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More than lesson plans: How one Washington school district is planning in the pandemic

A empty classroom is pictured at McGee Secondary school in Vancouver, B.C. Friday, Sept. 5, 2014. From school closures to travel restrictions to limits on large gatherings, Canada entered a new stage in combating the spread of COVID-19 this week with measures that various experts say will almost certainly have unintended consequences. THE CANADIAN PRESS/Jonathan Hayward

Some Bellingham students already have computers, but lesson plans aren't the only focus for educators

Maintaining things like social education and support for mental health services are also keys, the district says

A former educator in B.C. says teachers in the province are ill-equipped to deal with remote learning

BELLINGHAM, Wash. (NEWS 1130) – It’s a question with neither obvious nor simple answers for school administrators — how to take a centuries-old formal system of education, put it online, and ensure kids are getting educated.

“We can’t just flip a switch and put everything online,” says Dana Smith, communications manager with the Bellingham School District.

But since Governor Jay Inslee ordered schools in the state to close their physical buildings, districts have been scrambling to figure out how to flip that switch. Schools in the state were given the week to prepare how they were going to offer remote learning.

Bellingham has a bit of an advantage after asking the community to approve money for technology, years before anyone was pandemic planning. That means many students already have tablets they can take home – and for kids who don’t have that, the district is working to get them what they need.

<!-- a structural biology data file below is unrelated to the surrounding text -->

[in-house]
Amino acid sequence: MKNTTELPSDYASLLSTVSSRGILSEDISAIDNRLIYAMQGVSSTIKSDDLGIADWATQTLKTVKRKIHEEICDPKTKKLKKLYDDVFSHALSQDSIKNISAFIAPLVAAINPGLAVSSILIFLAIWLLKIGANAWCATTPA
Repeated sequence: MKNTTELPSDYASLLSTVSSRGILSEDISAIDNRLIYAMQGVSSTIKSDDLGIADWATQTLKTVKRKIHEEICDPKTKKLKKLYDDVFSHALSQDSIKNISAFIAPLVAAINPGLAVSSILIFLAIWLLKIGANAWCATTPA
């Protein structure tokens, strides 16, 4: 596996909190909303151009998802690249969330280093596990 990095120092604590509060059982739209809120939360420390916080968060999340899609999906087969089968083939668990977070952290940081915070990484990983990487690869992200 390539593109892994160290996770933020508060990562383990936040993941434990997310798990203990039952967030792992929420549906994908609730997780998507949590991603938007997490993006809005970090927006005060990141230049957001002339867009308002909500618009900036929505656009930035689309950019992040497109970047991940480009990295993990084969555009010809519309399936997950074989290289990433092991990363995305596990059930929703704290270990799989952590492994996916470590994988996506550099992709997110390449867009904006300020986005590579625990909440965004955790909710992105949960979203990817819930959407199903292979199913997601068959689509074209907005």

“We’re just doing our best to connect with our families and stay in touch with everyone,” Smith says. It’s still unknown if students will be able to return to their physical classrooms at all during the remainder of the school year.

More than figuring out specific lesson plans and particular pieces of technology, Smith says there are other important pieces of the educational puzzle that need to be taken into account.

Schools are a very unique entity in our society, as each school becomes a hub of support for students and their families, Smith says.

“We have constant learning, and that’s our core work, but we also engage in social and emotional learning, child development, mental health, and so much more.”

Figuring out how the district will continue to provide those opportunities is an ongoing process.

“We’re all in this together, and we have a lot of really smart and thoughtful people who always want to put kids and families first.”

Right now, she’s asking the community for grace — saying that they’re trying to take a system that wasn’t designed to work remotely, and do something different with it.

Schools in B.C. are also working on how they’ll transition to remote learning, with one expert telling NEWS 1130 teachers in the province are ill-equipped for the shift.